Dietrich Bonhöffer lived and died in a period like our own, when the established German church went mad from fear: fear of losing power, dominance, and control, fear of modernism on the one hand and communism on the other. So they put their trust in a brown-shirted, frustrated painter who told them what they wanted to hear. Their problems, he said, were the result of a vast, international Jewish conspiracy, which had conspired with the liberal Left to undermine their economy and good German values. Sound familiar?

Over the past 40 years the Christian right has been radicalized and weaponized by the hate-mongering of conservative talk radio, evangelical pulpits, and Fox News. They have come to believe the conspiracy theorists that the government is out to get them: to take away their guns, their prejudices, and their Jesus. Just like the Muslim terrorists they fear, they’ve become the deliberate targets of a concerted campaign of misinformation, one that plays upon a trait in the American psyche that stretches back over centuries: a pioneer distrust of government and of slick big-city sophistication. That is why the apocalypticism of the New Testament strikes such a chord in the American heart; it seems to justify what they are feeling and even gives it a religious veneer.

But the problem of today’s white evangelicalism is not just political; it is also a theological one. The first disciples did not understand Jesus. “Never, Lord, this will never happen to you!” said Peter in response to all that morose talk about suffering and crucifixion. Heaven forbid! Yes, the chief disciple said this, not merely to cheer Jesus up, but to try to correct a growing tendency in his thinking. Didn’t the Lord understand they were on the verge of a great political victory? The heathen Romans would be crushed and the Twelve would reign with Jesus from Jerusalem!

Theologian Robert Kolb notes ironically, “Of all the places to search for God, the last place most people would think to look is the gallows.” The problem of why the church so loves political power could be traced to a simple human trait that we all share: an unwillingness to suffer pain, rejection, ridicule, or poverty. After two thousand years, little has changed, for human nature itself has not. The cross remains an offense, a scandal to the mind, an object of loathing to the flesh.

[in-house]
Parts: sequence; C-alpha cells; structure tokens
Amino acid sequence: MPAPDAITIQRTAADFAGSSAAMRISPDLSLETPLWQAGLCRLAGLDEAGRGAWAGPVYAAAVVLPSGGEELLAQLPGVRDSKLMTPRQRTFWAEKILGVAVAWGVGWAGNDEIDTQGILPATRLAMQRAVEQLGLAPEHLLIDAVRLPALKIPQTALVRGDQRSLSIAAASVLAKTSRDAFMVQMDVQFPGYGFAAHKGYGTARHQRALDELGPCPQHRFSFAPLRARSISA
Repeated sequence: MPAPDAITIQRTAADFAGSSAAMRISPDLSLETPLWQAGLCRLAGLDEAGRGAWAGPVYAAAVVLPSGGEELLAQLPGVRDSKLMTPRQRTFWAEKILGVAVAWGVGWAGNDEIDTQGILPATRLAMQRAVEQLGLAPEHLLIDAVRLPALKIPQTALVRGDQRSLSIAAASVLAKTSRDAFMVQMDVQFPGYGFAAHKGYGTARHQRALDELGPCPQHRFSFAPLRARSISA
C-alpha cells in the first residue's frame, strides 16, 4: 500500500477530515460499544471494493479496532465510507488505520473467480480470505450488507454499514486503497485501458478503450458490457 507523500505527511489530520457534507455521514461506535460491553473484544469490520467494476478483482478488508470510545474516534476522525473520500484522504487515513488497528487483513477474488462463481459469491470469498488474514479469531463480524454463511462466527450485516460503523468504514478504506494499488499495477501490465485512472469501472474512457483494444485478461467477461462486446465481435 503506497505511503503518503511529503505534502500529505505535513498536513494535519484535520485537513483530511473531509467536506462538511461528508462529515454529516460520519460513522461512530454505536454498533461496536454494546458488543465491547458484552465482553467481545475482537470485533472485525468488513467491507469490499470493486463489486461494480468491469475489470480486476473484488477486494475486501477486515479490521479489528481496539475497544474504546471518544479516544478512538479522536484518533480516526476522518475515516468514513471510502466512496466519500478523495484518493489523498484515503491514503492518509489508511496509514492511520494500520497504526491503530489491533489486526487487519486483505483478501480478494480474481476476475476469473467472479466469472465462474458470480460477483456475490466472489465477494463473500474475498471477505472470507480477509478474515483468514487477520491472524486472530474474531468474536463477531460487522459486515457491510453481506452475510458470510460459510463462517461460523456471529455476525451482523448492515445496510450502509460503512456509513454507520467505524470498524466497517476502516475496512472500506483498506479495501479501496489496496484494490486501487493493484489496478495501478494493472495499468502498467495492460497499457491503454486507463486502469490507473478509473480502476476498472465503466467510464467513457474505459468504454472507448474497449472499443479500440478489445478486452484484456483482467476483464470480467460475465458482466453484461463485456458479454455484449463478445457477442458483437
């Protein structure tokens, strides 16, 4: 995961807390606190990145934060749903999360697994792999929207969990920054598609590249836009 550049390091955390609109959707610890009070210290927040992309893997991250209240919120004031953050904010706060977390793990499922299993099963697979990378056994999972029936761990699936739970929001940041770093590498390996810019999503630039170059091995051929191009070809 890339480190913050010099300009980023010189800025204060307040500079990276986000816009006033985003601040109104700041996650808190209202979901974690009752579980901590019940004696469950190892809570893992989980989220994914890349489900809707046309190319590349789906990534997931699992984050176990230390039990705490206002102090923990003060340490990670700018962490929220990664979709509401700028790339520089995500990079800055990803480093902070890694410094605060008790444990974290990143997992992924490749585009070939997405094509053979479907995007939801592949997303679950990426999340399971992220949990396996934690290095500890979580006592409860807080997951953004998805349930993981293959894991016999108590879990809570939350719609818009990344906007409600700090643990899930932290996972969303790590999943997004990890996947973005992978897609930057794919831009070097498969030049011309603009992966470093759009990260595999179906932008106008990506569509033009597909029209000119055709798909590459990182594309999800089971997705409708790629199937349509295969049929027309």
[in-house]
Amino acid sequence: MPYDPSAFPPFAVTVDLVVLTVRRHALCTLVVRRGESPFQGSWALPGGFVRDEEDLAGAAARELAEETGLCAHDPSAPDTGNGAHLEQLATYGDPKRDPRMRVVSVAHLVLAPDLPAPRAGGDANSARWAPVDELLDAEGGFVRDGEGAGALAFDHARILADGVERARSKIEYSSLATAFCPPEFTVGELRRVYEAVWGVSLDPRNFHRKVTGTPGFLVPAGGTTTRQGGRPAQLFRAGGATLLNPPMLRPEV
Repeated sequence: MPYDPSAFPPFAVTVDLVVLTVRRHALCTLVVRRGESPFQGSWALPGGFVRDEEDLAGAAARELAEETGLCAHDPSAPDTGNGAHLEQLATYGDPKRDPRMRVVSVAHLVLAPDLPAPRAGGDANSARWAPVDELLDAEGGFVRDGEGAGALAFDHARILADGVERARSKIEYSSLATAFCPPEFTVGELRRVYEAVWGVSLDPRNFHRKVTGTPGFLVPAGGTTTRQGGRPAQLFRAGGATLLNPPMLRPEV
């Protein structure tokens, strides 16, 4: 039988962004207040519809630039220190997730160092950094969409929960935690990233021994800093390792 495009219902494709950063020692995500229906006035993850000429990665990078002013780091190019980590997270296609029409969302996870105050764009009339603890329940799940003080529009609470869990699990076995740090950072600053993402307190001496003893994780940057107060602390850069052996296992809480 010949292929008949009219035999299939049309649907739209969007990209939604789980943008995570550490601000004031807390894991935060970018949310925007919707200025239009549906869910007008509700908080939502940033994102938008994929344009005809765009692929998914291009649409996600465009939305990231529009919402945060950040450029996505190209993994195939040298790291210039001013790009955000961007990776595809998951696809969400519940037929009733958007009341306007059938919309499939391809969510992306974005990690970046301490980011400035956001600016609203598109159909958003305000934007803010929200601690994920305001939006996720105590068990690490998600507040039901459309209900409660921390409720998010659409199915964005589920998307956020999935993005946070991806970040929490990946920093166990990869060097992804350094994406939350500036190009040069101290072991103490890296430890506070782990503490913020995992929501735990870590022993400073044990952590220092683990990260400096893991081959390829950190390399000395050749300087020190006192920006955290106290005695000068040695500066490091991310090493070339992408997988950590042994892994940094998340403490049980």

For Christians, the pattern of our lives, like that of Christ’s own cross and resurrection, is not one that moves from glory to glory, but from ignominy to glory, and from death to life. In his Heidelberg Disputation (1518), Martin Luther makes a clear distinction between the “theologian of glory” and the “theologian of the cross.”

“He deserves to be called a theologian, however, who comprehends the visible and manifest things of God seen through suffering and the cross.”

LothairThe theologian of glory looks for the Almighty to reveal himself in ways that parallel earthly kingship: that is, in power, triumph, and splendor. One of Luther’s greatest accomplishments was his restoring the cross to its proper centrality in Christian theology (and thinking and daily living). He saw the church as having forgotten the cross in its pursuit of earthly glory. Since Christ was Lord of the universe, some reasoned, and the Pope his vicar on earth, should not the church reflect something of this absolute power? For centuries popes had been locked in a death struggle with the crowned heads of Europe over who had preeminence; some pontiffs even saw themselves as both Caesar and pope!

And so it is with those believers today who believe that the church should ever be top dog, ruling in every aspect of our culture, from politics to Hollywood, somehow crossmisguidedly linking a suffering Messiah to American exceptionalism, militarism, and empire. Like the Twelve Disciples, we want Messiah to come first in glory because we want to reign with him now. Though erroneous, such a view is doubtless an enormous comfort to the flesh, which cannot and never will comprehend God’s self-revelation and ultimate triumph in the rejection, failure, agony, and nakedness of the cross.